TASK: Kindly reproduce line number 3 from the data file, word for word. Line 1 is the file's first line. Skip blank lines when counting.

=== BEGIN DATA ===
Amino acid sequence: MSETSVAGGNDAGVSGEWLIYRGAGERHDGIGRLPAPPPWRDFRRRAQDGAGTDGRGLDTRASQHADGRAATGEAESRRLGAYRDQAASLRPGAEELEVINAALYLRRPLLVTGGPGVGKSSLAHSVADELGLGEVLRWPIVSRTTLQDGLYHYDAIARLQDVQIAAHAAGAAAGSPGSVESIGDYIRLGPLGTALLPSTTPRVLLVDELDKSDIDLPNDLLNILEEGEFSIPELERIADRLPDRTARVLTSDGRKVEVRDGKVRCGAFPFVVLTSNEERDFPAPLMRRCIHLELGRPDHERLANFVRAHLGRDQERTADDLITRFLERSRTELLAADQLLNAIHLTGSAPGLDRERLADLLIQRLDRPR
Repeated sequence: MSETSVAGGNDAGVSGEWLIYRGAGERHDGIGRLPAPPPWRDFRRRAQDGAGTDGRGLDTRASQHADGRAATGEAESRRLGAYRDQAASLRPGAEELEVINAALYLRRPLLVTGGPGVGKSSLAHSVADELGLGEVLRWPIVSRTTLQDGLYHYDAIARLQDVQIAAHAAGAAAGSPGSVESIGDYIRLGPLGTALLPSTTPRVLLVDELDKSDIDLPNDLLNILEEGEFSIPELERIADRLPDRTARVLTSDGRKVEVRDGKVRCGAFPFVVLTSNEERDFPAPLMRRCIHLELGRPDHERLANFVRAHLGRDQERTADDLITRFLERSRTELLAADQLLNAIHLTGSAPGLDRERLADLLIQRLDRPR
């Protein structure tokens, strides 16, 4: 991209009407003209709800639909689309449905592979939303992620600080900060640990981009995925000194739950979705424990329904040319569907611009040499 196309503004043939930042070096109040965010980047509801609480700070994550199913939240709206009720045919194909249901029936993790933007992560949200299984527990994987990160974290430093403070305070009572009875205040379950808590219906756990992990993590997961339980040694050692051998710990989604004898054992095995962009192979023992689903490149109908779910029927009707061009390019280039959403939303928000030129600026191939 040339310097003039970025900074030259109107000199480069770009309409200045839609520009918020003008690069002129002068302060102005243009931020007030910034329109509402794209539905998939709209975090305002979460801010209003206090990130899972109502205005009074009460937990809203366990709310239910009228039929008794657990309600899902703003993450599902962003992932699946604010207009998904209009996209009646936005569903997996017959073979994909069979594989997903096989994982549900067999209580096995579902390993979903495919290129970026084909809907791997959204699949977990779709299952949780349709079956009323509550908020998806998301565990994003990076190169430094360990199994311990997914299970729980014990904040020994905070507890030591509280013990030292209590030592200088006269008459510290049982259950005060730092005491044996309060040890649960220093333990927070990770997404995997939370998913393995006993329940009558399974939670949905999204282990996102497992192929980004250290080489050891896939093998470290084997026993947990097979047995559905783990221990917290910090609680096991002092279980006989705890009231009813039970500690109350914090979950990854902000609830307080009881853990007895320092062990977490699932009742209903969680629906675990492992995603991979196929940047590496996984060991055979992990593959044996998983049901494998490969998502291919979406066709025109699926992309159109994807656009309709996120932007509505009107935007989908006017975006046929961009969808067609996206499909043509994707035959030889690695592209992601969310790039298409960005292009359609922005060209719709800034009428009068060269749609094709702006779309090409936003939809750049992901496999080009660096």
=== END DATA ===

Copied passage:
């Protein structure tokens, strides 16, 4: 991209009407003209709800639909689309449905592979939303992620600080900060640990981009995925000194739950979705424990329904040319569907611009040499 196309503004043939930042070096109040965010980047509801609480700070994550199913939240709206009720045919194909249901029936993790933007992560949200299984527990994987990160974290430093403070305070009572009875205040379950808590219906756990992990993590997961339980040694050692051998710990989604004898054992095995962009192979023992689903490149109908779910029927009707061009390019280039959403939303928000030129600026191939 040339310097003039970025900074030259109107000199480069770009309409200045839609520009918020003008690069002129002068302060102005243009931020007030910034329109509402794209539905998939709209975090305002979460801010209003206090990130899972109502205005009074009460937990809203366990709310239910009228039929008794657990309600899902703003993450599902962003992932699946604010207009998904209009996209009646936005569903997996017959073979994909069979594989997903096989994982549900067999209580096995579902390993979903495919290129970026084909809907791997959204699949977990779709299952949780349709079956009323509550908020998806998301565990994003990076190169430094360990199994311990997914299970729980014990904040020994905070507890030591509280013990030292209590030592200088006269008459510290049982259950005060730092005491044996309060040890649960220093333990927070990770997404995997939370998913393995006993329940009558399974939670949905999204282990996102497992192929980004250290080489050891896939093998470290084997026993947990097979047995559905783990221990917290910090609680096991002092279980006989705890009231009813039970500690109350914090979950990854902000609830307080009881853990007895320092062990977490699932009742209903969680629906675990492992995603991979196929940047590496996984060991055979992990593959044996998983049901494998490969998502291919979406066709025109699926992309159109994807656009309709996120932007509505009107935007989908006017975006046929961009969808067609996206499909043509994707035959030889690695592209992601969310790039298409960005292009359609922005060209719709800034009428009068060269749609094709702006779309090409936003939809750049992901496999080009660096």